If you’re new to the supply chain arena, there will inevitably be terms and concepts with which you are not familiar. Some of them can be a little confusing too, until you put in some research effort to better understand them, since their names alone may not reveal their contextual relevance to supply chain.

One such concept is supply chain collaboration, a somewhat overused term that has come to mean different things to different people. By taking a few moments to read this post though, you’ll understand precisely what is meant by supply chain collaboration and how it fits into 21st century supply chain management.


What is Supply Chain Collaboration?

It might be best to begin by letting you know what supply chain collaboration is not:

  • Supply chain collaboration is not a fancy term for knowledge sharing, although it does require multiple organisations in a supply chain to make intelligence available to one another.
  • Supply chain collaboration does not mean systems integration, even though integrating IT platforms with partners certainly makes collaboration more practical.

So what is supply chain collaboration, really? In a nutshell, it’s what happens when two or more discrete organisations work closely together to meet shared objectives. These objectives are typically focused on cost reduction, customer service improvement, or raising specific aspects of supply chain performance.


What is Supply Chain Collaboration


Who is Involved in Supply Chain Collaboration?

Quite simply, any two or more companies dependent on one another to supply an end-customer should be prepared to collaborate. For example:

  • A retailer might collaborate with a wholesaler or manufacturer from which it purchases goods
  • A manufacturer might collaborate with a raw materials supplier to add value for its end-customers
  • A raw materials supplier might collaborate with one or more transport companies to generate service and cost benefits for its largest manufacturing customers

In an ideal world, every agency involved in turning raw materials into goods, selling them, and distributing them to business customers or consumers would collaborate, thus maximising supply chain cost-effectiveness and reliability. As yet though, that degree of collaboration is more likely to be the exception than the rule.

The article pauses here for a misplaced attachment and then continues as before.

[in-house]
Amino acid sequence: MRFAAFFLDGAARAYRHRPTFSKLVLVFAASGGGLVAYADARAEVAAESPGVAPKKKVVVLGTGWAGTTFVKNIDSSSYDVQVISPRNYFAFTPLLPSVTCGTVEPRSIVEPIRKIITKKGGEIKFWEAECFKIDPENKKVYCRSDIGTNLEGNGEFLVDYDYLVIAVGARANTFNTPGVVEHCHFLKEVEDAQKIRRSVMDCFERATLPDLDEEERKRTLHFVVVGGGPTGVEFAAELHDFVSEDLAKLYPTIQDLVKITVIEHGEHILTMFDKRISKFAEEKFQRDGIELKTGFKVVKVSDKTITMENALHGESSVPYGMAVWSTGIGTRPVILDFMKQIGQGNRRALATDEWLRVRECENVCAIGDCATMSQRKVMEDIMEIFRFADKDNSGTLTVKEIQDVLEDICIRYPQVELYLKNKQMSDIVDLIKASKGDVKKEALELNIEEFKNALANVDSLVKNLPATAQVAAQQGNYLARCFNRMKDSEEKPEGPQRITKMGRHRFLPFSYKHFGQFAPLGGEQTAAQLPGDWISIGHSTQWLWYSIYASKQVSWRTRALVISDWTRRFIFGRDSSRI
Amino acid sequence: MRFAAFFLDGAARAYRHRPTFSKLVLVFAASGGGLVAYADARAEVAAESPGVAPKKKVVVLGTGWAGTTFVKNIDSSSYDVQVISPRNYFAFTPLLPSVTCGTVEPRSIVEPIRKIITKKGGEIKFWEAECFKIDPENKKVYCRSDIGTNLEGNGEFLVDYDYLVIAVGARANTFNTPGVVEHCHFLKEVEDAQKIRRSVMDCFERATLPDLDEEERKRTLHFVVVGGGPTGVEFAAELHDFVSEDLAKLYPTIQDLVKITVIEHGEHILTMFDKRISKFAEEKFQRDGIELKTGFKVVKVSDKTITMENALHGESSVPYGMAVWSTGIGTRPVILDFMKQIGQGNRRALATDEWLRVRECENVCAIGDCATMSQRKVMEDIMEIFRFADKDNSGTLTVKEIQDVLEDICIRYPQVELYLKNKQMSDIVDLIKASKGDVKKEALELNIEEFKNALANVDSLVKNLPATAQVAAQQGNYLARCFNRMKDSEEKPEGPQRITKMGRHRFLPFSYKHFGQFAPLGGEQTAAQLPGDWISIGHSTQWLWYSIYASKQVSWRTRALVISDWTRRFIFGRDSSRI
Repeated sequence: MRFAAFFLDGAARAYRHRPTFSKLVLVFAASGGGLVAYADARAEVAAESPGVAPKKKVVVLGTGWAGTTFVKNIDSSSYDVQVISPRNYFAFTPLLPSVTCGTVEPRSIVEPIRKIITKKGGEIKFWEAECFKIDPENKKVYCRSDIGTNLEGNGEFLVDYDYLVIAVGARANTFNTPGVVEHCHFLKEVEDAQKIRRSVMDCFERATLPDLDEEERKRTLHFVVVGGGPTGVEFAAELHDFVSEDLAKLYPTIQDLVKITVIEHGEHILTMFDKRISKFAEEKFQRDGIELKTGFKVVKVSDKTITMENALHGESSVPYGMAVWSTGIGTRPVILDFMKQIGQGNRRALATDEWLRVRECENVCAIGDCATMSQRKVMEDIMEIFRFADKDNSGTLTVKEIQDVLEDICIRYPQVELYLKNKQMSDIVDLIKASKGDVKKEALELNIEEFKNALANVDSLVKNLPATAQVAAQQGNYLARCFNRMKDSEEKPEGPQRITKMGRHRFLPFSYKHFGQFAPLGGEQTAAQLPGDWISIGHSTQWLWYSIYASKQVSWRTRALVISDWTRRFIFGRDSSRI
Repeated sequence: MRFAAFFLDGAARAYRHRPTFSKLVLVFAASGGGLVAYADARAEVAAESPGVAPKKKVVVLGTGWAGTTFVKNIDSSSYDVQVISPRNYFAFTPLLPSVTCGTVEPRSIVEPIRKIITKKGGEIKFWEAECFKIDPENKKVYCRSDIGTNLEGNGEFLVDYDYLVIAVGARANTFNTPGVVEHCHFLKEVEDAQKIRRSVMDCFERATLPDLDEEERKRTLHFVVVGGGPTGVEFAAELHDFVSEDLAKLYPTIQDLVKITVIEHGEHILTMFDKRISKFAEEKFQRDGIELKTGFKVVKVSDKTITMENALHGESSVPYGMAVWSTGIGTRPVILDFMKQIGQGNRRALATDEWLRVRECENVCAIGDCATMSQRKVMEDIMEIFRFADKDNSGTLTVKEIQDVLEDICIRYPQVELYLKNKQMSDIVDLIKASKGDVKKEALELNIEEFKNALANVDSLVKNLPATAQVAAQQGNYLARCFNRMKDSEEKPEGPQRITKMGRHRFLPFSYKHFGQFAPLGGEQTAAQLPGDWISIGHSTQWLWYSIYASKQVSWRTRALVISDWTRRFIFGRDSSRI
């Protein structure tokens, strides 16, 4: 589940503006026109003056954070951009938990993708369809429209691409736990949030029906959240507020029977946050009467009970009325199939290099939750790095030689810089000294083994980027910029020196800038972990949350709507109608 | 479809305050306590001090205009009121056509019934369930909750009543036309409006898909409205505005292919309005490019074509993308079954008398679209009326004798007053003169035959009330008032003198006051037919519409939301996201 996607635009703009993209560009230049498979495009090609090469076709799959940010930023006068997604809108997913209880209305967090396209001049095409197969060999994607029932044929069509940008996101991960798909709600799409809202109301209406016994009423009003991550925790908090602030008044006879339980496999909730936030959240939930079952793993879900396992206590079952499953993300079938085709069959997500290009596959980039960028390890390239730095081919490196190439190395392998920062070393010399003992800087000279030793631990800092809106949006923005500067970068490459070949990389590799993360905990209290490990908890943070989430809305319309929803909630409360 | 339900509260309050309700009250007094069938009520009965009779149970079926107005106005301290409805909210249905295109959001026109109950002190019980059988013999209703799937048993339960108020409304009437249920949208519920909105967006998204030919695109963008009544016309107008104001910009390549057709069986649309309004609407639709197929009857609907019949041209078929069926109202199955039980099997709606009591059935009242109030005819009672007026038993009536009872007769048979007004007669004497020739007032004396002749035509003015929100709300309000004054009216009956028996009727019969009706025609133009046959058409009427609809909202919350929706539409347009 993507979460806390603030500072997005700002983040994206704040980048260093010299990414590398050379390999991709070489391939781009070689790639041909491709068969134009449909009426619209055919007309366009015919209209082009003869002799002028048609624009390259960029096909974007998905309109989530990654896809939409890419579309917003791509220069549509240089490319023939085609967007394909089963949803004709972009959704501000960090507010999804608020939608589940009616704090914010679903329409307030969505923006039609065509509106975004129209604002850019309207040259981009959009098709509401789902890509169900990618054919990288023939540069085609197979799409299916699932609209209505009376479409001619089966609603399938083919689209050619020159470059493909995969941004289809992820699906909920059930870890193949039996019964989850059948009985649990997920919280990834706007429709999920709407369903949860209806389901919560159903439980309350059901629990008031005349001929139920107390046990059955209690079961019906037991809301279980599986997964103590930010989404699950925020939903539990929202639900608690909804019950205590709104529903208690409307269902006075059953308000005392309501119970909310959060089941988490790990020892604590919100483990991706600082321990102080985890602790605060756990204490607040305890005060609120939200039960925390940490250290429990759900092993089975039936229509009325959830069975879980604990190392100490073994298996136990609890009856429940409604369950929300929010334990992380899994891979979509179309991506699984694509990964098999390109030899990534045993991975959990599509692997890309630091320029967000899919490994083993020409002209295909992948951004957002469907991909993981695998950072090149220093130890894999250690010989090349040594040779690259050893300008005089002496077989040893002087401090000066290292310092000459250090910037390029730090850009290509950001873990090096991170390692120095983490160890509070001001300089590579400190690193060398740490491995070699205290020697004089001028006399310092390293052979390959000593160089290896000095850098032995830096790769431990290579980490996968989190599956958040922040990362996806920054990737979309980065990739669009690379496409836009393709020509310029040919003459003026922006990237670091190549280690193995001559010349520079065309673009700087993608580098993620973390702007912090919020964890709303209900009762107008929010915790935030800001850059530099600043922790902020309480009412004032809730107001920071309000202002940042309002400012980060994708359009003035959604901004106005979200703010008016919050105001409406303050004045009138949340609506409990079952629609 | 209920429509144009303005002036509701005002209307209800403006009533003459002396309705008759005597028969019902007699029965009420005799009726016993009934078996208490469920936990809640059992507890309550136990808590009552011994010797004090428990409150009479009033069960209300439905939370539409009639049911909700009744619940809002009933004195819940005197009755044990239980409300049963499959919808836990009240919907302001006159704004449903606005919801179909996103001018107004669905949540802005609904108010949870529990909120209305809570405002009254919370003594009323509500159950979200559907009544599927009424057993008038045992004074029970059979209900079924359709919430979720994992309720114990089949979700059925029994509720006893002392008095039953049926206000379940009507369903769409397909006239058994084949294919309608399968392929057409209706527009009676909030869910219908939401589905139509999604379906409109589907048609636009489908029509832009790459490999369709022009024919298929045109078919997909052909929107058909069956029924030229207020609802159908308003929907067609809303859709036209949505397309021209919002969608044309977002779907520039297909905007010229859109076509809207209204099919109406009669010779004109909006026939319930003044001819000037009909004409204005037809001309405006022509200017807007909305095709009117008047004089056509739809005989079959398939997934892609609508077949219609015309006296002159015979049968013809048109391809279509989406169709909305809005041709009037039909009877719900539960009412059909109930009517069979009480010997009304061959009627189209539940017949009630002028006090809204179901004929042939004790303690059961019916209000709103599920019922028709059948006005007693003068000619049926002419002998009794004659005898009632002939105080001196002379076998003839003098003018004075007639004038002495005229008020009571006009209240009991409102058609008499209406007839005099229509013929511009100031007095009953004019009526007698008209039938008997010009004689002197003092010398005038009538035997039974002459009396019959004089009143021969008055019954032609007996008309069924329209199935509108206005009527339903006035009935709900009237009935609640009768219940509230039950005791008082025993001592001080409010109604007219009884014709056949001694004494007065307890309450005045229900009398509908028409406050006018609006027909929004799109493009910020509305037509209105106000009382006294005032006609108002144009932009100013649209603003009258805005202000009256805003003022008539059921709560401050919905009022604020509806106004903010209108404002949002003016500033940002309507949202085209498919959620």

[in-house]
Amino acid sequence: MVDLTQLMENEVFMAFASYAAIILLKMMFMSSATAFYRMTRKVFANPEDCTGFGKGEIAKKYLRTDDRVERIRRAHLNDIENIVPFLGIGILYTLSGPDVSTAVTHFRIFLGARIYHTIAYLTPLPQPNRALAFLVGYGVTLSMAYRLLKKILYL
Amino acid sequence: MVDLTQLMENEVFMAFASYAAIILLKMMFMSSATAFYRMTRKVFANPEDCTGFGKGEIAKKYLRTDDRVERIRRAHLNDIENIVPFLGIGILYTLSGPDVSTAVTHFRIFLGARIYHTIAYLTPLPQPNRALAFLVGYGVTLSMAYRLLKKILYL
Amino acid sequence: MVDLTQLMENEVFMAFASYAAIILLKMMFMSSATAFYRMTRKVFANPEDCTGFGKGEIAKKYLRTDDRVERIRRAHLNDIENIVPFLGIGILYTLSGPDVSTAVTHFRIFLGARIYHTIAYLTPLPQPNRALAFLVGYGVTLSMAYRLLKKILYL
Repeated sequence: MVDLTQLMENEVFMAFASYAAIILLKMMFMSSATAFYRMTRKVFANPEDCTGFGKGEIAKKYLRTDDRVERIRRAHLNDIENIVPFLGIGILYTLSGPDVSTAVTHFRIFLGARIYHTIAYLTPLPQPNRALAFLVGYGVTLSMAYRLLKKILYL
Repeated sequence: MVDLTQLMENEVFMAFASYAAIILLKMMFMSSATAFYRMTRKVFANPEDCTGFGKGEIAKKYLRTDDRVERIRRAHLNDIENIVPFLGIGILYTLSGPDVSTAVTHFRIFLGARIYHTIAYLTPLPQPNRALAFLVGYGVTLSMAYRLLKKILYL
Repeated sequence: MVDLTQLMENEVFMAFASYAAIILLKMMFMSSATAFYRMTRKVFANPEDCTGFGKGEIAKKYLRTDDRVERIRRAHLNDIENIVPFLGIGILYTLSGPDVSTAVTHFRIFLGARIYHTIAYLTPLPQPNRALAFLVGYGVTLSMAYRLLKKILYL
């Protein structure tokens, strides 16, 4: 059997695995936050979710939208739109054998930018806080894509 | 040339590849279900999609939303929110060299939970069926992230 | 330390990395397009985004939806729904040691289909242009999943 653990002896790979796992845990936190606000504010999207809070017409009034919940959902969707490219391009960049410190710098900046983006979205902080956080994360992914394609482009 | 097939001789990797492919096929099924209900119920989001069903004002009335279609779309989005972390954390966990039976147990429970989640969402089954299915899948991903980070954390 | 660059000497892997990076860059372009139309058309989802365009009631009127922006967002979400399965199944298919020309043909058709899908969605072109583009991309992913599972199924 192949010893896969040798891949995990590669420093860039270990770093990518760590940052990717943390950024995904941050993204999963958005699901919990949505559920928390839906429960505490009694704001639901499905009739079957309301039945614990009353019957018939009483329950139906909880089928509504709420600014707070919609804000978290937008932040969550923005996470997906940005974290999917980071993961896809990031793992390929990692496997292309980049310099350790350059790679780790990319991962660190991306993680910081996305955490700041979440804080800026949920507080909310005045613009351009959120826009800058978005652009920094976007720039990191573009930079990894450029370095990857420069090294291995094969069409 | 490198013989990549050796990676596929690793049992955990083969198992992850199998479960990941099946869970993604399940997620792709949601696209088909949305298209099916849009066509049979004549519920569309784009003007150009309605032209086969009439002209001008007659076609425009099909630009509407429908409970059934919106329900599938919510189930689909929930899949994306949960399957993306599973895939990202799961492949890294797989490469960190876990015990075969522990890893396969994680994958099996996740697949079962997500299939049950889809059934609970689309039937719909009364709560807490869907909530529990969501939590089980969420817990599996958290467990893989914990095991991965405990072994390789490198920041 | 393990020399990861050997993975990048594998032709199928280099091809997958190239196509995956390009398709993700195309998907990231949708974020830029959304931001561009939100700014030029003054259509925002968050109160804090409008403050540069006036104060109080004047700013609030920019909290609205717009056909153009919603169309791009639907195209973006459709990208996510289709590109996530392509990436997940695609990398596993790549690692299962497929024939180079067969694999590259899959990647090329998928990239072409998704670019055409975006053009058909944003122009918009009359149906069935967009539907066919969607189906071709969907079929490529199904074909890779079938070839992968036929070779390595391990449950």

Why is Supply Chain Collaboration Important?

There was a time when supply chains were, in the main, vertically oriented. A single company might have owned the processes of raw material sourcing, manufacturing, distribution, sales, and marketing, with the entire supply chain falling under the direct control of that one enterprise.

The same is rarely true today. Most supply chains are decentralised, sometimes involving dozens of companies, all playing different roles in the demand/supply cycle. With no single entity having complete control of materials, resources, strategy, or service quality, collaboration is the only way to unify the supply chain.

However the concept of supply chain collaboration is not yet mature. In many cases, supply chains still comprise a mix of companies, some of which collaborate with one another, while others maintain traditional supplier/buyer relationships.


Unifying the Supply Chain


How is Supply Chain Collaboration Evolving?

As more organisations recognise the need to collaborate, a whole new culture is evolving. This is why collaboration has become such a familiar buzzword in the supply chain world. But true collaboration is not an easy state to arrive at. Boundaries of mistrust must be broken down and conflicting objectives must somehow be transformed into aligned goals.

Steady progress is being made though, aided by web technology that helps companies share information, systems integration for seamless supply chain handoffs, and perhaps most importantly, by the fearlessness of pioneering organisations.

These brave leaders in supply chain collaboration are neither afraid to share supply chain risks or too self-serving to share the rewards. They show us how collaborative supply chains thrive and prosper, ensuring that the concept continues to gain acceptance and popularity.


Extend your Supply Chain Collaboration Knowledge

Supply chain collaboration is likely to be important in your future, so if you’d like to learn more about this and other concepts you might not yet be familiar with, my book “What is Supply Chain Management?” will be an invaluable addition to your personal library.

Packed with tips, insights, and advice for those new to the supply chain profession, “What is Supply Chain Management?” is available to purchase here at Supply Chain Secrets Books and comes with a wealth of free bonus items to enrich your supply chain study and research.


Contact Rob O'Byrne
Best Regards,
Rob O’Byrne
Email: robyrne@logisticsbureau.com
Phone: +61 417 417 307